I agree that this is a very important work, especially for those who are curious about post-apartheid South Africa. This is a harrowing story but when I walked out of the theatre I felt somehow recharged, that even in some of the darkest emotions present in our beautiful land, something precious can be found and carried out into the world to transform the people who take the message to heart.

This play is a powerful commentary on society and, if you ever have the opportunity to see this on stage, go see it. You won't be disappointed.

Sunday, March 7, 2010

Breathing new life into old words

Sometimes an author reaches the point in their career when they look back at their older titles and think to themselves, “Darn, I could have done that better.” And, sometimes, an author will have an opportunity to do just that, as Jordana Ryan tells us how she’s gone about this and some of her experiences.

How do you identify a novel that you'd like to rewrite?

When I write “the end” on a novel, I’m usually happy with what I’ve written and I don’t revisit it. However, there are times reviews will come in, or a reader will say something to me, and I will think, yeah I could have done that differently, or I should have done that better than I did. Of course, if the book is in publication at that point, there is not a whole lot I can do about that until or unless the book has run its course with a particular publisher, the publisher closes, or I’m willing to ask for my rights back to the book.

How do you advise an author about getting their rights back for a novel from a publisher?

Asking for your rights back is a relatively simple thing. In your contract, there is a clause that will tell you how to go about it. There is usually a waiting period of 30 to 90 days. Simply look at your contract to tell you how long you have to wait and what kind of notice your publisher needs. Is an email enough, or would certified mail be better? I personally recommend both. There are a lot of considerations in this. If a book is selling well with a publisher I would not recommend pulling a book simply because you wish to rewrite it. If the book is not selling, that is a different story. If you have found another publisher you like better, I also would not recommend pulling a book. You can write another book for the publisher. There are very few reasons I’d recommend breaking contract. But the actual approach to it is simple.

Once you’ve decided to do so, and you’ve really taken the time to think it over, simply look at your contract and find out what you need to do, certified letter or email, what the waiting period is, then write to the publisher very respectfully telling them that you have decided you no longer wish to be under contract with them. Tell them that you understand there is a waiting period of so long, and that once that period expires you wish them to remove your books from their site as well as any other venue from which they had placed your material for sale. Also, you would like it in writing that the rights for all material you had published with them have reverted to you and the date in which this has occurred. This will be important for re-publication of the material at a later date.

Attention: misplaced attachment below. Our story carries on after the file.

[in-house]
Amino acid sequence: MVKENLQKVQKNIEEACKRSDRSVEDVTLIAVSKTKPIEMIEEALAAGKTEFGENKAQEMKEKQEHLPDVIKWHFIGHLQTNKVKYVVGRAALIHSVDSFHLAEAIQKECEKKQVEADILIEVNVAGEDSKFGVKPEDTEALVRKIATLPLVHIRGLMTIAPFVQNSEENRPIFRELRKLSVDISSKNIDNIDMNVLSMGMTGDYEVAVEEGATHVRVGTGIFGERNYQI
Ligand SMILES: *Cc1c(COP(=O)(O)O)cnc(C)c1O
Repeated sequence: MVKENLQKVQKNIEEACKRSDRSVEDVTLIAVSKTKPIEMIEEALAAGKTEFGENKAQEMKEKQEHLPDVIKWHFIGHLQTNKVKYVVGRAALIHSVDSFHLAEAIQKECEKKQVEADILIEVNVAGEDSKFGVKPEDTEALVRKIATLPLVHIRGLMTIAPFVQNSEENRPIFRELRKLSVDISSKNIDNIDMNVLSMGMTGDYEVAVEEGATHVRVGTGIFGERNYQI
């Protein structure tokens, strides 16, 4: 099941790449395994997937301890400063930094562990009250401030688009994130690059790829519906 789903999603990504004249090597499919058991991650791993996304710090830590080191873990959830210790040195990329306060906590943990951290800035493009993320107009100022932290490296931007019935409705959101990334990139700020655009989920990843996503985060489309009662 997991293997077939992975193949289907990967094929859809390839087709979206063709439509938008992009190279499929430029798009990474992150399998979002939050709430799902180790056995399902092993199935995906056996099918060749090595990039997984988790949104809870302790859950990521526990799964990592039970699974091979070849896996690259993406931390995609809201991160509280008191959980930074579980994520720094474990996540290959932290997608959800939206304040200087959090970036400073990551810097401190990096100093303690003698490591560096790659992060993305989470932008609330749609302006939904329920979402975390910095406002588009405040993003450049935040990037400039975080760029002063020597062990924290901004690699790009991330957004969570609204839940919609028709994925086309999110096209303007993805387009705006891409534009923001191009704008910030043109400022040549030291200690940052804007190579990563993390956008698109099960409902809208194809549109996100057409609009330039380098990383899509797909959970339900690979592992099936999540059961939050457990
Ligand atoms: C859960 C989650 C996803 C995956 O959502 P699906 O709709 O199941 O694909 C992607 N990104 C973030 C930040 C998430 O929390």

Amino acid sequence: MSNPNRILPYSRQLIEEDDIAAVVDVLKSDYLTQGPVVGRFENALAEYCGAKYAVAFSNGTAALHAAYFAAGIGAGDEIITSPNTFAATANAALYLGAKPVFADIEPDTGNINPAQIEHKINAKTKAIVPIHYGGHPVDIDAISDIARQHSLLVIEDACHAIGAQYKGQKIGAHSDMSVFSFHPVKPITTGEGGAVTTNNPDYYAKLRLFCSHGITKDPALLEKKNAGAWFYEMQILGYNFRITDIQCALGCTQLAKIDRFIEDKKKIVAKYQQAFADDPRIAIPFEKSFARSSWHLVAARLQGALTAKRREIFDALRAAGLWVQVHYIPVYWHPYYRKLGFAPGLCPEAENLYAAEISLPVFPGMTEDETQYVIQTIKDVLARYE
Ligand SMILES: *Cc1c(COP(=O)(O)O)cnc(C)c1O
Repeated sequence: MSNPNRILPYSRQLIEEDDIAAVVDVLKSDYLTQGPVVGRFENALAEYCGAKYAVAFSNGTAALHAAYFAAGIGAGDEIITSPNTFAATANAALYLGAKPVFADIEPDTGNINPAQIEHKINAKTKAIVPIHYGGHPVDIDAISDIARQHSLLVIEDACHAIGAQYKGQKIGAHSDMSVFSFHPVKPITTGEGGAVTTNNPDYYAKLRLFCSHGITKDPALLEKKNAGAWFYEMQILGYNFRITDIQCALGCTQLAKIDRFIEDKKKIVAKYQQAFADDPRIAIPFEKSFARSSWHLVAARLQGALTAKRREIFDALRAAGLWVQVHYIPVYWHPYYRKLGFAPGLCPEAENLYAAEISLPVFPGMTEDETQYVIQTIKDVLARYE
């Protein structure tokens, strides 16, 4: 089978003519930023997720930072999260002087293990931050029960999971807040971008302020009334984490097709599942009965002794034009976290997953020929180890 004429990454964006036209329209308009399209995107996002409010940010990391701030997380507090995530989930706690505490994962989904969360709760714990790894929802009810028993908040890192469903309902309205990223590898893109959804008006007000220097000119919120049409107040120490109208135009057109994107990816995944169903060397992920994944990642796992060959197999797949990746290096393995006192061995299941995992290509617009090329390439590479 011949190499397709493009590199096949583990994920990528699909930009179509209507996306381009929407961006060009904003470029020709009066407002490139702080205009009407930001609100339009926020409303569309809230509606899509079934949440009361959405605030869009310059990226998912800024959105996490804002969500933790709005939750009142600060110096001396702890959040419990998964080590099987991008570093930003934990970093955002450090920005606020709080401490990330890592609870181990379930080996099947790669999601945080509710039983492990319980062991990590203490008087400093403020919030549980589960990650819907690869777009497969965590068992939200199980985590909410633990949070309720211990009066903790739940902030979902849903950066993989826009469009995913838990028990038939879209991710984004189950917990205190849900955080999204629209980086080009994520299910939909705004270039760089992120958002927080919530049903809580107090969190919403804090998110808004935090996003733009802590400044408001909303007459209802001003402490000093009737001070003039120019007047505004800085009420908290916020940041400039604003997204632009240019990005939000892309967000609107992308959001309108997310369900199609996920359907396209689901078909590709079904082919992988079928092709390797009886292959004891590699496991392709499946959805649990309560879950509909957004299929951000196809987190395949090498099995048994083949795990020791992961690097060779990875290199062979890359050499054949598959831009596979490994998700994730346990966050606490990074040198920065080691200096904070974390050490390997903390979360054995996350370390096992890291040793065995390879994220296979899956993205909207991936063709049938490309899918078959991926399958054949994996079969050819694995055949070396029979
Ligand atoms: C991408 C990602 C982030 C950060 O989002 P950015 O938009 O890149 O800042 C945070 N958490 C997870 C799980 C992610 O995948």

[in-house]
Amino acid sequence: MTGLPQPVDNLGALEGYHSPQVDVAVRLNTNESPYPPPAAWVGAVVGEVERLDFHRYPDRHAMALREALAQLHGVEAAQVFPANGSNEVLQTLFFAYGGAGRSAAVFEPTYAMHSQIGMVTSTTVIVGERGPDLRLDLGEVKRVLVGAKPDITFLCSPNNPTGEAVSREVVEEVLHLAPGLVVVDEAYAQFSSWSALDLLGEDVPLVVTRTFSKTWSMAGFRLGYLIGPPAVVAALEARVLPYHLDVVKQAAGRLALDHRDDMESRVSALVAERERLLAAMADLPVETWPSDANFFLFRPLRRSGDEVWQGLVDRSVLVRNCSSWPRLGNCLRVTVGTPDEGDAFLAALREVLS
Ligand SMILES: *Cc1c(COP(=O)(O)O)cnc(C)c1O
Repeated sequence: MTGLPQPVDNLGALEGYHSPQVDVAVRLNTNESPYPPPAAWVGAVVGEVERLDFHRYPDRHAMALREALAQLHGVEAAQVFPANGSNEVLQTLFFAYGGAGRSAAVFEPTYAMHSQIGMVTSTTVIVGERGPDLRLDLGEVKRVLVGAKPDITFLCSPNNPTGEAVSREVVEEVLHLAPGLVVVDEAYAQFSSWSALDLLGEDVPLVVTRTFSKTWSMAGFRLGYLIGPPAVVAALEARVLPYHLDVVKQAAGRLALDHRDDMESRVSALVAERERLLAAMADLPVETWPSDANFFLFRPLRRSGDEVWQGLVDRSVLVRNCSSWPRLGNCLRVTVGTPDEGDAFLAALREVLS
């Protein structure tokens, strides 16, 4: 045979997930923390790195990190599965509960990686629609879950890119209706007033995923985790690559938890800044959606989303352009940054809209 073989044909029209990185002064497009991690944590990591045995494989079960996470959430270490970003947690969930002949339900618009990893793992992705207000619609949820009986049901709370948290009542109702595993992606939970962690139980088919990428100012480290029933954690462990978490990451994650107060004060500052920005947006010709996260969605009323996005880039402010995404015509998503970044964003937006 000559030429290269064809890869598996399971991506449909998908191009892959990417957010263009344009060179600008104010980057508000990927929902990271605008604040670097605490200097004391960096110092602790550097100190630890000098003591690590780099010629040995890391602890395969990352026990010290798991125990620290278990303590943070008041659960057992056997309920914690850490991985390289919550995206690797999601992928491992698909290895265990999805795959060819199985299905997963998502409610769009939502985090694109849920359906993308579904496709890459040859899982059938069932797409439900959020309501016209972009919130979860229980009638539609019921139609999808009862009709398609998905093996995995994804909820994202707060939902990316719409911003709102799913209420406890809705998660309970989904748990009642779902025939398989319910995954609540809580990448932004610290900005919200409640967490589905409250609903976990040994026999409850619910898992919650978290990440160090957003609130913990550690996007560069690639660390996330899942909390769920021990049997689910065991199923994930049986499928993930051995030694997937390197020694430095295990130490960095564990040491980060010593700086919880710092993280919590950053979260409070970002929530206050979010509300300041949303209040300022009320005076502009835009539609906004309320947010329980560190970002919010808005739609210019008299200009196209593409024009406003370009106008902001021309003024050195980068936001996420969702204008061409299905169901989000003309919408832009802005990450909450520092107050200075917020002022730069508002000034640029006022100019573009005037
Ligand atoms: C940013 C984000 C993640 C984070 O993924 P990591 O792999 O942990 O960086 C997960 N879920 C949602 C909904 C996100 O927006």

How do you approach a rewrite for a novel?

Rewriting a novel can be a very daunting task to say the least. You have an entire novel that you’ve written and has been published and for sale to the public. The key to it is deciding what needs to change and why. The book was obviously good on some level because it was published in the first place, but as the author I’m approaching it in terms of knowing there are things I want to be better. I know I’ve learned a lot since then, and there are many things that I wish I had done differently.

So, because I know the story so well, I have in my head the things I know will change and the things that won’t. I think the approach is to leave the characters essentially the same, but to enhance what was already written to make it more than what it was, to make it deeper and more meaningful. The thing about it is, the book is very close to my heart because it was my first. As a writer I have changed, and to see that book evolve and become closer to the writer I am now would really be a phenomenal thing. Bearing that in mind, I want to approach this as not changing the story, but changing the dynamic of it to suit the style of writer I have now become.

What are some of the dangers inherent to revising a novel?

The biggest one is that the book has a fan base. I know when I told a few people I was going to rewrite it they were like “Nooo I love that book.” There is always a danger of people saying, it’s just not the same. You’ve got to be careful of people saying that you changed too much. And it’s true, you don’t want to change too much of the story because then you change the basis of who the characters are. I think my readers will be surprised that I can change a lot but still have the same basis, because a lot of my style change has been to go into an even deeper point of view.

While emotion has always been my strong point, deep point of view has been something I’ve been working on, and it was one of the number one critics’ complaints with this book, so in rewriting it has been something I’ve been working on. But a danger would definitely be not to make the book so different it’s unrecognizable. A second danger certainly is that it’s not going to sell as well. The book has already been published, and it’s had its heyday so to speak. Audiences usually don’t buy a book twice, and revising it doesn’t mean those who already bought it are going to go out and buy it again just to see how I’ve changed it. Of course, I’m running a risk. However, knowing it wasn’t in the right market, and doing the revisions, I’m also taking a chance I can get it with a publisher that has a good market for the type of book that it is and the sales will increase. So it’s a chance an author takes.

Is it difficult to sell a revised novel to another publisher?

It can be. It’s easier to say this book has had significant revisions and rewrites done since publication, and here is the paper from my former publisher that says I have my rights back, than it is to hand a book over that has not been touched and comes immediately from another publisher. At least that would be my opinion of the situation.

What would you say are the advantages/disadvantages of revisions and republishing?

I think any time you revise and republish something, you will have curiosity seekers. Those who will buy the book to see what you have changed. You will also have those who have already bought the book and don’t feel the need to buy it again. So you might have a few takers just out of curiosity, but you also have a whole audience of people who might have bought the book, that now won’t because they have already done so. But then, to get it with the right publisher and see the book as I imagine it… It’s worth that risk because I might be gaining a whole new audience the book never would have had if I had not done this.

Keep up to speed with Jordana at her blog, or visit her website at